Draft genome of the red harvester ant Pogonomyrmex barbatus

Chris R. Smith, Christopher D. Smith, Hugh M. Robertson, Martin Helmkampf, Aleksey Zimin, Mark Yandell, Carson Holt, Hao Hu, Ehab Abouheif, Richard Benton, Elizabeth Cash, Vincent Croset, Cameron R. Currie, Eran Elhaik, Christine G. Elsik, Marie Julie Favé, Vilaiwan Fernandes, Joshua D. Gibson, Dan Graur, Wulfila GronenbergKirk J. Grubbs, Darren E. Hagen, Ana Sofia Ibarraran Viniegra, Brian R. Johnson, Reed M. Johnson, Abderrahman Khila, Jay W. Kim, Kaitlyn A. Mathis, Monica C. Munoz-Torres, Marguerite C. Murphy, Julie A. Mustard, Rin Nakamura, Oliver Niehuis, Surabhi Nigam, Rick P. Overson, Jennifer E. Placek, Rajendhran Rajakumar, Justin T. Reese, Garret Suen, Shu Tao, Candice W. Torres, Neil D. Tsutsui, Lumi Viljakainen, Florian Wolschind, Juergen Gadau

Research output: Contribution to journalArticlepeer-review

210 Scopus citations


We report the draft genome sequence of the red harvester ant, Pogonomyrmex barbatus. The genome was sequenced using 454 pyrosequencing, and the current assembly and annotation were completed in less than 1 y. Analyses of conserved gene groups (more than 1,200 manually annotated genes to date) suggest a high-quality assembly and annotation comparable to recently sequenced insect genomes using Sanger sequencing. The red harvester ant is a model for studying reproductive division of labor, phenotypic plasticity, and sociogenomics. Although the genome of P. barbatus is similar to other sequenced hymenopterans (Apis mellifera and Nasonia vitripennis) in GC content and compositional organization, and possesses a complete CpG methylation toolkit, its predicted genomic CpG content differs markedly from the other hymenopterans. Gene networks involved in generating key differences betweenthe queenandworker castes (e.g.,wingsandovaries) showsignatures of increasedmethylation and suggest that ants and bees may have independently co-opted the same gene regulatory mechanisms for reproductive division of labor. Gene family expansions (e.g., 344 functional odorant receptors) and pseudogene accumulation in chemoreception and P450 genes compared with A. mellifera and N. vitripennis are consistent with major life-history changes during the adaptive radiation of Pogonomyrmex spp., perhaps inparallel with the development of the North American deserts.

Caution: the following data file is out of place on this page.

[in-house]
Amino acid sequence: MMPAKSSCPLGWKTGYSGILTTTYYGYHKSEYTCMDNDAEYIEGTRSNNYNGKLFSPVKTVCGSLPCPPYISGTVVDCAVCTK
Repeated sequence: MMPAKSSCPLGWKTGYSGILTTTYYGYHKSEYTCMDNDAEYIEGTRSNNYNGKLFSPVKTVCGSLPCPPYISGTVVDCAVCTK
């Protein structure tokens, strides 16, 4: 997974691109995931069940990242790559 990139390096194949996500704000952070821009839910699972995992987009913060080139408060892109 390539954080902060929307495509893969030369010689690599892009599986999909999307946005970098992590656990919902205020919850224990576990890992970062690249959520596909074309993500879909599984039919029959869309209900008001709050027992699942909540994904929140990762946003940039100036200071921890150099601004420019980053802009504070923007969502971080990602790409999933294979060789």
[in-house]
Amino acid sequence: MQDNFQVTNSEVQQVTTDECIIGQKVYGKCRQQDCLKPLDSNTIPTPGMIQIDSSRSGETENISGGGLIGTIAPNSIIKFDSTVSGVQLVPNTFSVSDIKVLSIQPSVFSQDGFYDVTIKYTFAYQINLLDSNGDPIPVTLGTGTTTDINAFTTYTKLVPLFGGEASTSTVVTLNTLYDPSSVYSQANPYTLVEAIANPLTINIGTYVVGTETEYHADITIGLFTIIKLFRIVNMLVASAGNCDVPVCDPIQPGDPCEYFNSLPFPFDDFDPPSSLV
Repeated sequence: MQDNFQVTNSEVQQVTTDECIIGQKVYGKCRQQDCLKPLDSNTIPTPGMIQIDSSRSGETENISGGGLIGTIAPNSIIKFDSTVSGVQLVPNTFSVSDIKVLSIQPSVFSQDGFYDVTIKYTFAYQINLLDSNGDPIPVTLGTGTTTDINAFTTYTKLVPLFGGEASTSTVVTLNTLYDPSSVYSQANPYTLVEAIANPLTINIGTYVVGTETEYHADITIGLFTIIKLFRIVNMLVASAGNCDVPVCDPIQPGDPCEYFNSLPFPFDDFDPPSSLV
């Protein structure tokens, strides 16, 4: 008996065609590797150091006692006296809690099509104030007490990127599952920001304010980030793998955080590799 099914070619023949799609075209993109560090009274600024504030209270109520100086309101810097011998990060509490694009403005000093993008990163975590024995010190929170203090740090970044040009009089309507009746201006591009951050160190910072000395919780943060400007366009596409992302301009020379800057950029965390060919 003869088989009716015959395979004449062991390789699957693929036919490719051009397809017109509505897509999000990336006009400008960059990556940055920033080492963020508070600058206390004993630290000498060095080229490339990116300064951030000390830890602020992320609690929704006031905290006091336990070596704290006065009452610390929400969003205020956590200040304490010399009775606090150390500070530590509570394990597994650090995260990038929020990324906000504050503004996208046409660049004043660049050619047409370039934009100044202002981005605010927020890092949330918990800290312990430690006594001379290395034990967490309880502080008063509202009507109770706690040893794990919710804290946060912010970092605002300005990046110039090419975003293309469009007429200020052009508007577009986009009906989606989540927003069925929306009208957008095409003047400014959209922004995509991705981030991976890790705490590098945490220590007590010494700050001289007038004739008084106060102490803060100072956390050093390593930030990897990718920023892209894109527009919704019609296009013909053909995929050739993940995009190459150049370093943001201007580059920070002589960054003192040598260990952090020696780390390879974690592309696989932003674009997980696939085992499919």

Original languageEnglish (US)
Pages (from-to)5667-5672
Number of pages6
JournalProceedings of the National Academy of Sciences of the United States of America
Issue number14
StatePublished - Apr 5 2011


  • Chemoreceptor
  • De novo genome
  • Eusociality
  • Genomic evolution
  • Social insect

ASJC Scopus subject areas

  • General


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